By Dexter Thomas
On Monday, Republican presidential candidate Jeb Bush referred to Asian “anchor babies.” By Monday night, a 15-year-old Redondo Beach high school student created a response: #MyAsianAmericanStory, a Twitter conversation on the lives and experiences of Asian Americans.
The Florida governor’s comments came during an interview as he tried to explain that his controversial comments about “anchor babies” were “more related to Asian people” who he said were committing “fraud” in order to “take advantage of a noble concept, which is birthright citizenship.”
“Anchor baby” is a term for a child birthed by a mother who is in the U.S. without a visa, for the purpose of gaining citizenship for their child – or “fast-tracking” the citizenship process for themselves. Similar to referring to immigrants as “illegals” or “aliens,” the term is considered by many to be pejorative. Donald Trump has used the word frequently, without reservation. The word is often used to refer to Latinos, though the Washington Post reported that in addition to a majority of “birth tourists” from East Asia, many Eastern Europeans also travel to the U.S. each year to have babies.
In the interview, Jeb Bush also criticized “political correctness,” and said that those criticizing him needed to “chill out a little bit.”
But many Asian Americans showed no chill.
Asian American culture blog AngryAsianMan.com referred to Jeb Bush’s comments as xenophobic. Reappropriate.co published a more lengthy criticism, saying that Bush’s comments were similar to “Yellow Peril” fears that prompted the 1882 Chinese Exclusion Act.
For many, however, the real conversation was on Twitter.
On Monday evening, Redondo Union High School student Jason Fong posted a series of tweets, encouraging others to share their experiences with the hashtag #MyAsianAmericanStory. By Tuesday morning, the hashtag was trending in Los Angeles, and had become a gathering point for Asian Americans to tell their own stories. Some used it to express frustration at being considered perpetual outsiders in their own home.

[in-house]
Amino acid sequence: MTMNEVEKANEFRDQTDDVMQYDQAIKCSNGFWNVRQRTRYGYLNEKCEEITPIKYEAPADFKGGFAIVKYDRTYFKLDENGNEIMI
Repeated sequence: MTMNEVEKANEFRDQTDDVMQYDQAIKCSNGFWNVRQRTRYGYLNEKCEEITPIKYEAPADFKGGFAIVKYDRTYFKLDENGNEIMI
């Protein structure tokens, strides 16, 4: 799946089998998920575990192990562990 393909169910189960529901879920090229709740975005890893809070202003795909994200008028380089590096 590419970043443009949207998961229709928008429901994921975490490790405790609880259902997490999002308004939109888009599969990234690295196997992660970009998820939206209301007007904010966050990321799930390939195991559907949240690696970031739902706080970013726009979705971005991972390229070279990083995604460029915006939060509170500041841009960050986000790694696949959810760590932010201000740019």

Fong, who spent the last year following the #BlackLivesMatter tag on Twitter, said he was wary of any attempts to create divisions between different minorities. He said he would be happy to see other minority communities using similar hashtags to tell their stories.
“I’m not part of the black community, but by following the #BlackLivesMatter hashtag, I learned a lot,” he said in an interview. Fong added that the hashtag had made him aware of the case of Akai Gurley, an African American man who was fatally shot by an Asian American police officer, Peter Liang, in New York in November. This case was debated in the Asian American community, with some feeling that Liang was being “scapegoated.”
In a blog post written in April, Fong quoted Malcolm X – “I’m for truth, no matter who tells it. I’m for justice, no matter who it’s for or against” — and said that while he was sympathetic to the Liang family, he also thought that defending “a broken system that protects police misconduct” would not help the Asian American community. He posted a photo of himself, with the hashtags #BlackLivesMatter and #Asians4BlackLives.
Fong, who begins his junior year of high school on Wednesday and is a member of the varsity wrestling team, said he did not create the #MyAsianAmericanStory hashtag to exclude anyone. Instead, the hashtag is an opportunity to share stories that are not often seen in the media. “I hope that people can look at this tag, and know that Asians and Asian Americans are part of the American narrative,” he said.
“Our opinions and our stories matter just as much as those who immigrated less recently.”
Bush’s comments may risk alienating members of a group that is not only the fastest growing in the U.S., but which actually voted for President Obama during the last election at a slightly higher percentage than even Latinos. In 2012, the Asian American and Latino communities chose Obama over Republican Mitt Romney by ratios of roughly 3 to 1.
Source: LA Times
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